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What it looks like:

  • Problems in relationships, not having healthy boundaries, or how to handle conflicts in a healthy way.

  • Can not/will not trust others.

  • Never-ending feelings of anxiety, worry, fear, panic.

  • Wanting to harm yourself, or thoughts of suicide.

  • Isolating yourself.

  • Issues with self-esteem, or generally how you feel about yourself. 

  • Always on guard, listening and waiting for something bad to happen.

  • Escaping through addictive habits: eating, drinking, sex, shopping, medicating, virtual interactions, etc.


What it feels like:

  • Reliving trauma over and over again; you are never safe.

  • Intense thoughts or sensations that are too overwhelming to handle.

  • Panic attacks that feel like a heart attack -sensations in the chest, it's hard to breathe, and there may be an urge to vomit.

  • Self-loathing, you can't feel normal, and you don't fit in.

  • Alone, abandoned, angry, and misunderstood.

  • Powerless and not in control, maybe dependent on others.

  • Like you're still a kid, helpless to stop what's happening.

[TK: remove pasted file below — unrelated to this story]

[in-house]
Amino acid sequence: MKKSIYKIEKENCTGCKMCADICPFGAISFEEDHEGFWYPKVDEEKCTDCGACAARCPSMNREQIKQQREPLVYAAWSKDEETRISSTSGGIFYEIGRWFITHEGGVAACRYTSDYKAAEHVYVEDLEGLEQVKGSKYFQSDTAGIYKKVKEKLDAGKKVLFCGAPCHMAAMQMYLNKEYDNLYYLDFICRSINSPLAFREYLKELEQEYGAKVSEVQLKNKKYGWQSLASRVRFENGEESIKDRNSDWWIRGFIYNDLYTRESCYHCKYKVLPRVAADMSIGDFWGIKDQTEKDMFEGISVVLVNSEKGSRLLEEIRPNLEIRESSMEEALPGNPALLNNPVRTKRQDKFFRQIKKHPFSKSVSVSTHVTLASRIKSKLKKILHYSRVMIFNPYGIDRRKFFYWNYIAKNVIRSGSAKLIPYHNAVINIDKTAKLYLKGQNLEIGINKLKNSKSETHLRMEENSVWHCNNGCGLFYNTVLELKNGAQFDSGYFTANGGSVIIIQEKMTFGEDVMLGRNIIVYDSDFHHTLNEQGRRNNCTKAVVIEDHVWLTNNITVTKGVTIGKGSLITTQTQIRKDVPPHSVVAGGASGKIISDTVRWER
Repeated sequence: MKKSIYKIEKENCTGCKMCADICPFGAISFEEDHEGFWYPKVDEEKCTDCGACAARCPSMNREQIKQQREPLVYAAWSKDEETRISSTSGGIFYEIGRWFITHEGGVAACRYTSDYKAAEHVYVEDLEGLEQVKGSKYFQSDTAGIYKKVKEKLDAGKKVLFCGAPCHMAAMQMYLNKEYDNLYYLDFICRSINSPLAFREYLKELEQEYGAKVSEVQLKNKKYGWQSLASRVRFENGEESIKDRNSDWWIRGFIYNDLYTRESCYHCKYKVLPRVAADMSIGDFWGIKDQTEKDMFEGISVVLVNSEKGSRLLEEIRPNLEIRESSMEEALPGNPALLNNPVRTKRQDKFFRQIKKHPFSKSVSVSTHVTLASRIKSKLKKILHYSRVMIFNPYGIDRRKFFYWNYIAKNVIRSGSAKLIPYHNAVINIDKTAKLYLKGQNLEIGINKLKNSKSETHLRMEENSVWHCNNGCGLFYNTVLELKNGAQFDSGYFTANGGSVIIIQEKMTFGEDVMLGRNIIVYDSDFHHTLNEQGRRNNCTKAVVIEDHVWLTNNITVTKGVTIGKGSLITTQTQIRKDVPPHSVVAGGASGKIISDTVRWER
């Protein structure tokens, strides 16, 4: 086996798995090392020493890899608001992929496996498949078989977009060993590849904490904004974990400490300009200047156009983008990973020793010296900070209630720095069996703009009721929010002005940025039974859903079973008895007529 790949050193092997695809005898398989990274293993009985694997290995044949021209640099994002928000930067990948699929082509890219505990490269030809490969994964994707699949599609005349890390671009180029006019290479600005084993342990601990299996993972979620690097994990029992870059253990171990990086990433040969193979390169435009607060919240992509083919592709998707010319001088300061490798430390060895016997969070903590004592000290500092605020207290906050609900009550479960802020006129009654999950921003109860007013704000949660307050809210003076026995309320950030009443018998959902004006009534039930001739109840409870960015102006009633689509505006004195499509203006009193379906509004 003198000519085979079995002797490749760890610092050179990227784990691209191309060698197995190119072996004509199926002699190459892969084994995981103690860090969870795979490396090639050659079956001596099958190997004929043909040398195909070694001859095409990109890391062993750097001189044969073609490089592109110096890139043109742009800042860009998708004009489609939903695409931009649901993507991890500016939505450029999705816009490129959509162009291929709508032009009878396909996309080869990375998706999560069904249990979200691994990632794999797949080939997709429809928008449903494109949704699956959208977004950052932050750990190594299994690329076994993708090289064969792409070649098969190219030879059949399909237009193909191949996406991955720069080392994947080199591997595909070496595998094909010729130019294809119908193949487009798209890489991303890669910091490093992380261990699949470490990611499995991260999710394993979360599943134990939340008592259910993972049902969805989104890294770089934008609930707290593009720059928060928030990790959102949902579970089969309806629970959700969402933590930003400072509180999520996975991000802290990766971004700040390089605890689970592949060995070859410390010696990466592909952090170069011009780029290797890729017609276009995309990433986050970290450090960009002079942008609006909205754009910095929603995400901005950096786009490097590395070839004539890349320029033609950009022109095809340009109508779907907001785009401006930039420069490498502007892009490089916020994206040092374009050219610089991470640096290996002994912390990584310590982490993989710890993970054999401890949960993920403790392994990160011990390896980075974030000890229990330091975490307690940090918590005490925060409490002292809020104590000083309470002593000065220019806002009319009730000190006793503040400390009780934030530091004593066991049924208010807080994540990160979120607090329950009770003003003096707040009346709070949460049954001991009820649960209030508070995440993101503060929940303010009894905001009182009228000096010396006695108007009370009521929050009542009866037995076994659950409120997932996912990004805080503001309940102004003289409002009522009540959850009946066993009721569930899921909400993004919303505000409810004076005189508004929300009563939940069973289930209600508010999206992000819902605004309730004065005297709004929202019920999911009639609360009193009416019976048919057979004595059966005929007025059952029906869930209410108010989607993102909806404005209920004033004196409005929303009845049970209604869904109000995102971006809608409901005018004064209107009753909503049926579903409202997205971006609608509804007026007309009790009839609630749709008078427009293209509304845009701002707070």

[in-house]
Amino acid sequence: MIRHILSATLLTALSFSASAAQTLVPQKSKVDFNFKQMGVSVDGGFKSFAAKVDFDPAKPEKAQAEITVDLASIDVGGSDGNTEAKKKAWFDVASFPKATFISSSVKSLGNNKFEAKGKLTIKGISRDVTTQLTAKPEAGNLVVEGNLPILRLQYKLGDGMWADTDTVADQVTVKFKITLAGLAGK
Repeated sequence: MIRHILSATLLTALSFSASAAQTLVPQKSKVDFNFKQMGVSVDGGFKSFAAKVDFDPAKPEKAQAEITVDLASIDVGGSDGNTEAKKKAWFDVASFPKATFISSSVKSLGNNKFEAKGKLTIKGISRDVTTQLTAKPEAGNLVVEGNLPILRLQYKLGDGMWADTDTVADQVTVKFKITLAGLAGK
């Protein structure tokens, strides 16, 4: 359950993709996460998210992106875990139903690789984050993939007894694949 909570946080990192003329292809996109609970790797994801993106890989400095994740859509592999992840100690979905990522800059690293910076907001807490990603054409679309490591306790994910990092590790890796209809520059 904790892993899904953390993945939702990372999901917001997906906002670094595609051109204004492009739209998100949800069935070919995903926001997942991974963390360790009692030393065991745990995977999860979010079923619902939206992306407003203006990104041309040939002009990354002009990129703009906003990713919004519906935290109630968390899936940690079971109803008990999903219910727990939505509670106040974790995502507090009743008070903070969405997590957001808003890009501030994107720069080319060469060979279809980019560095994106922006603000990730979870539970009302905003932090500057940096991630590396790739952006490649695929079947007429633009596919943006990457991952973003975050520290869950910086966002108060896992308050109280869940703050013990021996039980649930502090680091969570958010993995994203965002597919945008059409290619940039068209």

How therapy can help:

  • The relationship you build with your counselor is unconditional and nonjudgmental, which is a working example of what a healthy relationship can be like.

  • Toxic thinking that fuels the PTSD fire is recognized and replaced with habits to facilitate feelings of safety.

  • Processing memories and sensations of traumatic events lessens their intensity and their influence in day-to-day life.

  • It taps into your strengths to increase feelings of control, empowerment, and self-confidence, and to decrease traumatic feelings of power-lessness, aloneness, and hopelessness. 

If this sounds like your experience,
I am here.

If you are in a crisis or any other person may be in danger - don't use this site.  These resources can provide you with immediate help.

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